by Akira Matsumoto, 1999.

Sexual difference in the brain has long been one of the more intriguing research areas in the field of neuroscience. This thorough and comprehensive text uncovers and explains recent neurobiological and molecular biological studies in the field of neuroscience as they relate to the mechanisms underlying sexual differentiation of the brain.

Attempts have been made to clarify sex differences in the human brain using noninvasive techniques such as magnetic resonance imaging. Sexual Differentiation of the Brain thoroughly examines these techniques and findings, providing an up-to-date, comprehensive overview written by leading researchers in the field.

Chapter 14

Gonadal hormones and sexual differentiation of human behavior: Effects on psychosexual and cognitive development

Melissa Hines is a DES Daughter who has substantial research experience investigating impact of prenatal DES exposure in females and subsequent impact on gender and sexual orientation. She has several books which further investigate these themes of “brain gender”.

Contents
  1. Introduction and Overview
  2. Core Gender Identity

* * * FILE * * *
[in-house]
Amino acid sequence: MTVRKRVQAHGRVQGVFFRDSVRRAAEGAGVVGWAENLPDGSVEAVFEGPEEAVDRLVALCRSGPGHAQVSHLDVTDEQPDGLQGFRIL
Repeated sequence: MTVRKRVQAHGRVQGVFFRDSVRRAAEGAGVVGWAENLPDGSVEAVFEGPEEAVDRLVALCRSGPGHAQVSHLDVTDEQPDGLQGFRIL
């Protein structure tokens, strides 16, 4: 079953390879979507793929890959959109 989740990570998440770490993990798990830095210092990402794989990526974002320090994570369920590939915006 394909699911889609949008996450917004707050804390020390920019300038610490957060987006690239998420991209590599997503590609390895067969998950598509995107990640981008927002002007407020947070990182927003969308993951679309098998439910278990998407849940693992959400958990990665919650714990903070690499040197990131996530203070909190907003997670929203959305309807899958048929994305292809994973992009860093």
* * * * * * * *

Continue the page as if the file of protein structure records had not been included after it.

3. Sexual Orientation
    1. Genetic Females
      1. CAH
      2. DES
    2. Genetic Males
      1. Androgen Insensivity Syndrome (AIS)
      2. Enzymatic Deficiencies
      3. Exposure to DES or Progestins
  4. Gender Role Behaviors
    1. Childhood Play Behavior
    2. Cognitive Abilities
  5. Summary and Conclusions
    References

Testing Medical Treatments : DiEthylStilbestrol

Testing Treatments Interactive, promoting better research for better healthcare

Audio published mid 2016 by Testing Treatments Interactive, promoting better research for better healthcare.

Press Play > to listen to the recording.

Sources and more information

Our SoundCloud Playlists
More DES DiEthylStilbestrol Resources

Short-term use of oral corticosteroids linked to serious health problems

Common drugs, uncommon risks? Higher rate of serious problems after short-term steroid use